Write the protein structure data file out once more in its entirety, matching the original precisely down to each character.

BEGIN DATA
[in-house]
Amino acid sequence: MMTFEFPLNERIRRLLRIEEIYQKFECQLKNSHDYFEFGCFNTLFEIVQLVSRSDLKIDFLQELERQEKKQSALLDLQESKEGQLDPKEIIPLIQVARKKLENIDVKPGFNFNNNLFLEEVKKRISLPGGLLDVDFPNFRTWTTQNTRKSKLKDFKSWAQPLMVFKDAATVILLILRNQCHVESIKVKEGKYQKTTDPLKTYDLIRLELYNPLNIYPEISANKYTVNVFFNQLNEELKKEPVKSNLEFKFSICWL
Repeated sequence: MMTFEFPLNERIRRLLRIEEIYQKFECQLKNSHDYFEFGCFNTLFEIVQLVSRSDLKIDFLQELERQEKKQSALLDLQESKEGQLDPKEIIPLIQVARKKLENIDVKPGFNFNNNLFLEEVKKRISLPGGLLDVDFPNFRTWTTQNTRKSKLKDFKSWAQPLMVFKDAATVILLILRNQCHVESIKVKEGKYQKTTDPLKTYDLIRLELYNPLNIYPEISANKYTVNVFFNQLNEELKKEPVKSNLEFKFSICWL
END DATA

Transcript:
[in-house]
Amino acid sequence: MMTFEFPLNERIRRLLRIEEIYQKFECQLKNSHDYFEFGCFNTLFEIVQLVSRSDLKIDFLQELERQEKKQSALLDLQESKEGQLDPKEIIPLIQVARKKLENIDVKPGFNFNNNLFLEEVKKRISLPGGLLDVDFPNFRTWTTQNTRKSKLKDFKSWAQPLMVFKDAATVILLILRNQCHVESIKVKEGKYQKTTDPLKTYDLIRLELYNPLNIYPEISANKYTVNVFFNQLNEELKKEPVKSNLEFKFSICWL
Repeated sequence: MMTFEFPLNERIRRLLRIEEIYQKFECQLKNSHDYFEFGCFNTLFEIVQLVSRSDLKIDFLQELERQEKKQSALLDLQESKEGQLDPKEIIPLIQVARKKLENIDVKPGFNFNNNLFLEEVKKRISLPGGLLDVDFPNFRTWTTQNTRKSKLKDFKSWAQPLMVFKDAATVILLILRNQCHVESIKVKEGKYQKTTDPLKTYDLIRLELYNPLNIYPEISANKYTVNVFFNQLNEELKKEPVKSNLEFKFSICWL